Use this URL to cite or link to this record in EThOS: https://ethos.bl.uk/OrderDetails.do?uin=uk.bl.ethos.726879
Title: Three essays in corporate governance and corporate finance : international evidence
Author: Hernandez Perdomo, Elvis Alexander
ISNI:       0000 0004 6422 5620
Awarding Body: University of Hull
Current Institution: University of Hull
Date of Award: 2017
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Abstract:
This thesis presents three original research frameworks, two in corporate governance and one in corporate finance, distributed in three empirical chapters, respectively. Specifically, in Chapter 1, a novel multi-criteria decision analysis (MCDA) approach is developed not only to quantify an aggregate quality of corporate governance at firm level, but also to overcome the limitations of the existing measures (i.e., corporate governance indices) mainly with respect to full compensatory structures and industry-wide heterogeneity. Furthermore, the empirical approach, using PROMETHEE methods and econometric analysis of panel data, provides a strong inverse relationship between firm performance and corporate governance quality. The results rely on outranking relationships (over five million pair comparisons) among companies (1,203 US listed firms during 2002 to 2014) across various corporate governance criteria, comparing the aggregate quality against a well-known corporate governance index (ASSET4 ESG in Datastream). In Chapter 2, the theory of system reliability is used to model the behaviour of companies in terms of their corporate governance practices and mechanisms. Particularly, machine-learning techniques are proposed to assess a corporate governance system. The mapping of its inputs or specific indicators (e.g., corporate social responsibility, average number of board meetings, compensation policy, auditing independency and independent board) as components (either in operating or failed state), along with firm-specific conditions (i.e., age, size, risk, growth), into a reliability system aims to determine an approximate structure function that models the behaviour of the system. The proposed approach is applied to another data sample set of 1,109 US listed companies during 2002 to 2014, the financial and non-financial indicators are modelled as components of the corporate governance system, and returns on assets is defined as the system output. The results show that growth opportunities matter for the proper functioning of the system, and suggest that if companies are more transparent (i.e., components show a low probability of failure) both the trustworthiness of the companies and the system reliability improves. In Chapter 3, a research framework to analyse failure in mergers and acquisitions (M&A) reveals that not only deal characteristics (i.e., deal attitude, means of payments, deal size, ownership), but also acquirers’ and targets’ firm size, acquirers’ economic freedom, and targets’ accounting returns significantly explain the likelihood of deal failure. To this aim, a large dataset of 137,116 worldwide M&A deals (during 1977–2014 on more than 140 countries) and novel specifications of logit regression models are analysed. This chapter contributes and expands the literature in M&A deals and business research by evaluating how incumbents’ specific information can constrain the firms’ assets movement (efficiency perspective). Regarding the implications, the findings in Chapter 1 are of particular interest to both scholars and decision makers (e.g., managers, shareholders, investor, policy makers) including rating agencies, who want to assess advantages and disadvantages of corporate governance indices. Chapter 2’s findings are useful mainly for board of directors for detecting what corporate governance components are more line up with the most successful companies, or for quantifying firm reliability. The results in Chapter 3 suggest to bidders to be aware of not only deal characteristics, but also firm size discernments, economic freedom outlooks, and accounting figures when considering the exit option of a deal withdrawal.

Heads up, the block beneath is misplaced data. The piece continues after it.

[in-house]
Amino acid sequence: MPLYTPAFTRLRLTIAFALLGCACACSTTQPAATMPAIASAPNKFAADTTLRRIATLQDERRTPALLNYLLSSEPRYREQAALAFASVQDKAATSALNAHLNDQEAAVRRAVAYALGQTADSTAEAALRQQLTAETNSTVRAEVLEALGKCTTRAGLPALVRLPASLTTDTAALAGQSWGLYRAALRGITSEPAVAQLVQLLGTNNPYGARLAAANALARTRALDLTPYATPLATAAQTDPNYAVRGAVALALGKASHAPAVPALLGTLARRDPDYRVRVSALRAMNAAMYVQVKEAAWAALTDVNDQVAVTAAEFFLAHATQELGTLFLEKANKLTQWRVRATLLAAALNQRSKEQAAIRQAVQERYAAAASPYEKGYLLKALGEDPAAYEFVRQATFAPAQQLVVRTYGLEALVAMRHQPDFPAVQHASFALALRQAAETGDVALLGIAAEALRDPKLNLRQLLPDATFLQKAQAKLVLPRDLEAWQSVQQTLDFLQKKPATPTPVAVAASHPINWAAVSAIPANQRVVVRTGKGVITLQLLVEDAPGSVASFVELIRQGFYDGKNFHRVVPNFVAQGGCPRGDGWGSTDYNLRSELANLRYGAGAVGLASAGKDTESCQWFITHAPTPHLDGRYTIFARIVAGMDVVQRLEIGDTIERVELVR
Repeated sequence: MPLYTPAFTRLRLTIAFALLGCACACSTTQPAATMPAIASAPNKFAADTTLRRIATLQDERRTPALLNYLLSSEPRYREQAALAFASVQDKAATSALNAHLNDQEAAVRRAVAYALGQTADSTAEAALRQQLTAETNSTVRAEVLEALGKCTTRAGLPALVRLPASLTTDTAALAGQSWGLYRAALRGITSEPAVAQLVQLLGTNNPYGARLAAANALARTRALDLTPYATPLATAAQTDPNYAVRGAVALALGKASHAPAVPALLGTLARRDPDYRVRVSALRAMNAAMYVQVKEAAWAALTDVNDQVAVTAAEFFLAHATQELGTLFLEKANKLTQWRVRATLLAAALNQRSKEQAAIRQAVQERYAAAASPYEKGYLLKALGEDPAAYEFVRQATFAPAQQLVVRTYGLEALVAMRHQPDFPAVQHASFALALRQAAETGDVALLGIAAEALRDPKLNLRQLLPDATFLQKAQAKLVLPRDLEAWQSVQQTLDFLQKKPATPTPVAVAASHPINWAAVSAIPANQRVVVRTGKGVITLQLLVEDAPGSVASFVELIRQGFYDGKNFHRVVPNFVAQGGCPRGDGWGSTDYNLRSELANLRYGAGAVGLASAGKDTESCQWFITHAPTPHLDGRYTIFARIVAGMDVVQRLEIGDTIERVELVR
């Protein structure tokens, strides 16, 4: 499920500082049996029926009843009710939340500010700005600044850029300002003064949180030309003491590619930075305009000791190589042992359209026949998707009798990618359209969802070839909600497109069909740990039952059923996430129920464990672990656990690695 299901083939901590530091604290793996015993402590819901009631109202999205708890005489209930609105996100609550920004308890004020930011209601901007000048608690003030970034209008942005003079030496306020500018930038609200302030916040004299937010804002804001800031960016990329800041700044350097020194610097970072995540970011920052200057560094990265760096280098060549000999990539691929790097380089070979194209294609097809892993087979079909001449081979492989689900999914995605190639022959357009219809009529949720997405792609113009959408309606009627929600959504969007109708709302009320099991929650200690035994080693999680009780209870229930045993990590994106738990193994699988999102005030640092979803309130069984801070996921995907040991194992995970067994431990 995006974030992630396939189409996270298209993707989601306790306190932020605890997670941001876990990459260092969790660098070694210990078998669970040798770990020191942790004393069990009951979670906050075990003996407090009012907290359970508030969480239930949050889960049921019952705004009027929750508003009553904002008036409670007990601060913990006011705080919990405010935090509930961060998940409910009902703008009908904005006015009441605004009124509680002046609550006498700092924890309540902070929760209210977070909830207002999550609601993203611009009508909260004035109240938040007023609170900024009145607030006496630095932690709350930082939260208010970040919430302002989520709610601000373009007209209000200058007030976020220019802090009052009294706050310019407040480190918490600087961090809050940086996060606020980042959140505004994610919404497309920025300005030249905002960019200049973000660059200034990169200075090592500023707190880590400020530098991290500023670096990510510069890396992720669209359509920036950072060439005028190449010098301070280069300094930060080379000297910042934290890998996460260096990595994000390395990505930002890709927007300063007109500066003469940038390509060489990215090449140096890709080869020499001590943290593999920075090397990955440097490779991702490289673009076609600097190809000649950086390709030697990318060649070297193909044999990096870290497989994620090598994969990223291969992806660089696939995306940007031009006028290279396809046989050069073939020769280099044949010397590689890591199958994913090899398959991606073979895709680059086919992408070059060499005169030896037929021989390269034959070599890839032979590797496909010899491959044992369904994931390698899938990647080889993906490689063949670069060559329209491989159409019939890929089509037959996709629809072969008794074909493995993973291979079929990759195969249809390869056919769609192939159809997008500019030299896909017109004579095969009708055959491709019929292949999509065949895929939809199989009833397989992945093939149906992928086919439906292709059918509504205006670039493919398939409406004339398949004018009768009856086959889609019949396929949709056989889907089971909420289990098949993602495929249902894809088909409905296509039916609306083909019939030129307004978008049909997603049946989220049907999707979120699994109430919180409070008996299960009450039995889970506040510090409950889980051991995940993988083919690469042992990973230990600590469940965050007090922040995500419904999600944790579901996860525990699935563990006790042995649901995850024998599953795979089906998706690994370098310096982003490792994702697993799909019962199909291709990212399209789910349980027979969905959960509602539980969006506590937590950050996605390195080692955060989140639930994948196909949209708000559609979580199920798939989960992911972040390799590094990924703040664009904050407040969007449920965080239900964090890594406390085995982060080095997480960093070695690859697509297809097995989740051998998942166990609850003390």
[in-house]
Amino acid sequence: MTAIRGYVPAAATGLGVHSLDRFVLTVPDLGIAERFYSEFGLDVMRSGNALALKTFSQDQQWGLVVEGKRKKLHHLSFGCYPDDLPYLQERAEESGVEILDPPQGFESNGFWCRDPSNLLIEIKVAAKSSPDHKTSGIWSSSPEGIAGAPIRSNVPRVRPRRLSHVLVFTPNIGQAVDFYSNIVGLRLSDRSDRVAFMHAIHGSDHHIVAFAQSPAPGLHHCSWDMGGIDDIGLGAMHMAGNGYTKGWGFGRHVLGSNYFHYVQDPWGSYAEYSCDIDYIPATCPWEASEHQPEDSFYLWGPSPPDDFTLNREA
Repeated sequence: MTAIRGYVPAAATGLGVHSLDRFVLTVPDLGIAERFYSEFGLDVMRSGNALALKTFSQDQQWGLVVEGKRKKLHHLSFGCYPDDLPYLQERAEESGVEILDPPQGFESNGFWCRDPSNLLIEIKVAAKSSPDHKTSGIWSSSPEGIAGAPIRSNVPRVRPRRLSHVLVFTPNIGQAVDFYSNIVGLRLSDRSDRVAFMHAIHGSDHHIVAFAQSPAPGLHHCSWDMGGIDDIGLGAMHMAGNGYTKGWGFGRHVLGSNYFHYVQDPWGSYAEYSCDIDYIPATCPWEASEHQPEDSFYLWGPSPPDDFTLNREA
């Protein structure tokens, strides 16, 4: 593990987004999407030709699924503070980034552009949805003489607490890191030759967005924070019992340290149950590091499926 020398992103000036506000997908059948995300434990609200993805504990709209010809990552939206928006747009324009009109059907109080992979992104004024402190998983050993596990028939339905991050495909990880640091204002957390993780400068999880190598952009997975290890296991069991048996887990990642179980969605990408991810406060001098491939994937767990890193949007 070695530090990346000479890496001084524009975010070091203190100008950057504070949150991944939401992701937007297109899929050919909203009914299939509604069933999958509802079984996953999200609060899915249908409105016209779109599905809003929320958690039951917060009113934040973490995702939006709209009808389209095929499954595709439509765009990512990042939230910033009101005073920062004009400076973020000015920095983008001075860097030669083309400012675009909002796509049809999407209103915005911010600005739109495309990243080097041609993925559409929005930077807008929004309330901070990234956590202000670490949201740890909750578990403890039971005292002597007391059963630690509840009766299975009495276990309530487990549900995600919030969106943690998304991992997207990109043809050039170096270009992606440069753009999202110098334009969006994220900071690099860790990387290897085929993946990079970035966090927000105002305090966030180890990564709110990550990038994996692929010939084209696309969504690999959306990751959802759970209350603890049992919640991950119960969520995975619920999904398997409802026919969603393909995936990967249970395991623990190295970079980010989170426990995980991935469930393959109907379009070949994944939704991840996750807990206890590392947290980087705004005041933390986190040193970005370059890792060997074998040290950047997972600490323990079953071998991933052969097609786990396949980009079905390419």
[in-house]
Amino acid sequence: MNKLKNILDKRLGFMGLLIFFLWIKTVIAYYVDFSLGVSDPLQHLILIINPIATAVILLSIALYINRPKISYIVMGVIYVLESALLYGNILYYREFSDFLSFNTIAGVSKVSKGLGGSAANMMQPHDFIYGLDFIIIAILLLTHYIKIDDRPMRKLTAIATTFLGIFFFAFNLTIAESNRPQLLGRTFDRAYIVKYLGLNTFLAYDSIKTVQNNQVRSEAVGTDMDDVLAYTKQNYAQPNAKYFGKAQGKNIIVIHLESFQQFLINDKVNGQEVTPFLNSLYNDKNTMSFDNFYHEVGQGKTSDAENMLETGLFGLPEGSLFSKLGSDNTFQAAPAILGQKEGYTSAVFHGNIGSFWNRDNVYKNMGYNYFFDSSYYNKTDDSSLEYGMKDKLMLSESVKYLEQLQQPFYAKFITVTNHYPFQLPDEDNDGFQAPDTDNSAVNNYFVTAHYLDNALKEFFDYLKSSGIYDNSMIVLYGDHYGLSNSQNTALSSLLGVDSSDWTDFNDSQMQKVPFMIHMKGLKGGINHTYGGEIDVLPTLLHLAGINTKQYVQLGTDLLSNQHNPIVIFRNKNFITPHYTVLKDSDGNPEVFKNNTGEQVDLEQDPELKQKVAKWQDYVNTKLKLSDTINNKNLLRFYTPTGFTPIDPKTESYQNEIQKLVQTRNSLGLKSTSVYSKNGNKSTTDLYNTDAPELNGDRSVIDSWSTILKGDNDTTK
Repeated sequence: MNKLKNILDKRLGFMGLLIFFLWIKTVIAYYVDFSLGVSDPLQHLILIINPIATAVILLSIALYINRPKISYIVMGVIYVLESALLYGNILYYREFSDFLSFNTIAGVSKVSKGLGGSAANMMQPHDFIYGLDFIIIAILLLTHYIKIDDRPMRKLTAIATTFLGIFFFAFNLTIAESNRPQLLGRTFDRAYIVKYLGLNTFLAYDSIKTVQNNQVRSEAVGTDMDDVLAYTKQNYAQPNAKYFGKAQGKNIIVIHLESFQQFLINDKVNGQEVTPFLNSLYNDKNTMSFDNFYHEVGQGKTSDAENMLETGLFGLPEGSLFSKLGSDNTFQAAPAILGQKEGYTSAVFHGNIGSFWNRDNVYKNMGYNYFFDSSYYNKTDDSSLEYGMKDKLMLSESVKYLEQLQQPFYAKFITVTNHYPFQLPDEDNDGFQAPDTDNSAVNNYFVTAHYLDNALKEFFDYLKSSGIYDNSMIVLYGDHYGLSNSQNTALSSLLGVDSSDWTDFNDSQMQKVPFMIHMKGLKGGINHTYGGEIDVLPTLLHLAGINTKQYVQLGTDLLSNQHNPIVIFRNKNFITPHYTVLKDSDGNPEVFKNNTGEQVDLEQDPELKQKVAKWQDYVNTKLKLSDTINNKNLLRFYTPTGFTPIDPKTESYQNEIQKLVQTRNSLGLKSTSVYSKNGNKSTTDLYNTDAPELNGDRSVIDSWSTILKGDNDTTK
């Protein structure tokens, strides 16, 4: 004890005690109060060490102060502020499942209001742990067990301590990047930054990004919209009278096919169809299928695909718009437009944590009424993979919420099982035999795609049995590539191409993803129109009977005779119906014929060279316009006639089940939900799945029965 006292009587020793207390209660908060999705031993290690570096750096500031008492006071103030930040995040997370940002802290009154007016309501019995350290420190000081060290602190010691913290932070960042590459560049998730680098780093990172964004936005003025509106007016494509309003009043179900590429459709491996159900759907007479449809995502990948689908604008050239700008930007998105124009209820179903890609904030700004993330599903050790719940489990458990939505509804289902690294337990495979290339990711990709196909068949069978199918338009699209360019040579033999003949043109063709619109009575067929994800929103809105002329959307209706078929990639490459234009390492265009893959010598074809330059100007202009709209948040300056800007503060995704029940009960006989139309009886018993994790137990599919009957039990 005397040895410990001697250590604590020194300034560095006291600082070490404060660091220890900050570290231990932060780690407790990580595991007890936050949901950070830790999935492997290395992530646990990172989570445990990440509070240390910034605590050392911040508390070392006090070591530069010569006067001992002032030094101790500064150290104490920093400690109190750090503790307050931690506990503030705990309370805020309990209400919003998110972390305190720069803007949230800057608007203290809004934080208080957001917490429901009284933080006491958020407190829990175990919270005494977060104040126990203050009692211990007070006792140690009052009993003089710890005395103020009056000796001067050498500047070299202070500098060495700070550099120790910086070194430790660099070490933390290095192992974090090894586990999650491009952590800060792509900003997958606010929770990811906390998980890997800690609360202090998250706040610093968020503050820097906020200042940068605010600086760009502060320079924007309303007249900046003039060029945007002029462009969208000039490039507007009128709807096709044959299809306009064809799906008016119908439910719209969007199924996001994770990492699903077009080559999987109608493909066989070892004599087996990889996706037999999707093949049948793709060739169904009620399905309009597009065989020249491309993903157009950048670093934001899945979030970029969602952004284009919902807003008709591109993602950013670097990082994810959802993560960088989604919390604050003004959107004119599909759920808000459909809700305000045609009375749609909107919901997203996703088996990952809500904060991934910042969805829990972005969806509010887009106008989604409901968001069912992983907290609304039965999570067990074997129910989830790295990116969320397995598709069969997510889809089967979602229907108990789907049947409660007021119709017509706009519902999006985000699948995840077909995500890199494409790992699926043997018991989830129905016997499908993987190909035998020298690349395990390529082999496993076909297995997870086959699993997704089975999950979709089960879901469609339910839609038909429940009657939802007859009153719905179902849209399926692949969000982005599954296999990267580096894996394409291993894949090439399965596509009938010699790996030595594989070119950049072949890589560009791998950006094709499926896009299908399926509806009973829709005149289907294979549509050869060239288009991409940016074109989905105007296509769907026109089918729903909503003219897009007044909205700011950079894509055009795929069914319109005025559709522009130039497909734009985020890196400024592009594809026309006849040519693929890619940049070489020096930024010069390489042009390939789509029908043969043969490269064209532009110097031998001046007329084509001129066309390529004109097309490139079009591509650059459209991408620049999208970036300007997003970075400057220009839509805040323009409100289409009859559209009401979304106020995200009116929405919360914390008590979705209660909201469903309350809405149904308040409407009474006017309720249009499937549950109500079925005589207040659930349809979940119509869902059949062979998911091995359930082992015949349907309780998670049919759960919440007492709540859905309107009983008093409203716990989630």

Supervisor: Guney, Yilmaz Sponsor: University of Hull
Qualification Name: Thesis (Ph.D.) Qualification Level: Doctoral
EThOS ID: uk.bl.ethos.726879  DOI: Not available
Keywords: Business
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